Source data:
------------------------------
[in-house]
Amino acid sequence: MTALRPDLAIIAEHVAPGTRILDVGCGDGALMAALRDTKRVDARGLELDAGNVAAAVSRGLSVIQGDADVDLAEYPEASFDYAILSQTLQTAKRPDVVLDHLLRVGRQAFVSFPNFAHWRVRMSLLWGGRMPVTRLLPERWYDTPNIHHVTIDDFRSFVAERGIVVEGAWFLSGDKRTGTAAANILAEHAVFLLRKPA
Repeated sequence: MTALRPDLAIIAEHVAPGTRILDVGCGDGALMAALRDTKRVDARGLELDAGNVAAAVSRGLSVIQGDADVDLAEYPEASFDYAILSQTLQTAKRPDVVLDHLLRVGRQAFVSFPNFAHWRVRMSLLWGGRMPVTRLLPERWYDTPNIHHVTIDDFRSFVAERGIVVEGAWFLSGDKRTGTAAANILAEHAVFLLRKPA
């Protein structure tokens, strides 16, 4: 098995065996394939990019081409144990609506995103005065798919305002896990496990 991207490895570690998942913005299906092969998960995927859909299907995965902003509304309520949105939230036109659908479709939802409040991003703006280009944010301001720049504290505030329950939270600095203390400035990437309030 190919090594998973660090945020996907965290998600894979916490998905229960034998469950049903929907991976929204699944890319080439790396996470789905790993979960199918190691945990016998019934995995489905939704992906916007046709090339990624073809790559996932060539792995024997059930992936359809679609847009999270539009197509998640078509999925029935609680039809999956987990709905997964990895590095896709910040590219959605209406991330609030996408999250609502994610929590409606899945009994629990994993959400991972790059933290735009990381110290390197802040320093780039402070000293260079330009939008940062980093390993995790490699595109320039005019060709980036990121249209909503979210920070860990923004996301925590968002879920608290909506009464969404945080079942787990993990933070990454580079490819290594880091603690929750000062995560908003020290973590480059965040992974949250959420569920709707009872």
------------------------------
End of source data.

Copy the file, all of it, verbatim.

[in-house]
Amino acid sequence: MTALRPDLAIIAEHVAPGTRILDVGCGDGALMAALRDTKRVDARGLELDAGNVAAAVSRGLSVIQGDADVDLAEYPEASFDYAILSQTLQTAKRPDVVLDHLLRVGRQAFVSFPNFAHWRVRMSLLWGGRMPVTRLLPERWYDTPNIHHVTIDDFRSFVAERGIVVEGAWFLSGDKRTGTAAANILAEHAVFLLRKPA
Repeated sequence: MTALRPDLAIIAEHVAPGTRILDVGCGDGALMAALRDTKRVDARGLELDAGNVAAAVSRGLSVIQGDADVDLAEYPEASFDYAILSQTLQTAKRPDVVLDHLLRVGRQAFVSFPNFAHWRVRMSLLWGGRMPVTRLLPERWYDTPNIHHVTIDDFRSFVAERGIVVEGAWFLSGDKRTGTAAANILAEHAVFLLRKPA
């Protein structure tokens, strides 16, 4: 098995065996394939990019081409144990609506995103005065798919305002896990496990 991207490895570690998942913005299906092969998960995927859909299907995965902003509304309520949105939230036109659908479709939802409040991003703006280009944010301001720049504290505030329950939270600095203390400035990437309030 190919090594998973660090945020996907965290998600894979916490998905229960034998469950049903929907991976929204699944890319080439790396996470789905790993979960199918190691945990016998019934995995489905939704992906916007046709090339990624073809790559996932060539792995024997059930992936359809679609847009999270539009197509998640078509999925029935609680039809999956987990709905997964990895590095896709910040590219959605209406991330609030996408999250609502994610929590409606899945009994629990994993959400991972790059933290735009990381110290390197802040320093780039402070000293260079330009939008940062980093390993995790490699595109320039005019060709980036990121249209909503979210920070860990923004996301925590968002879920608290909506009464969404945080079942787990993990933070990454580079490819290594880091603690929750000062995560908003020290973590480059965040992974949250959420569920709707009872």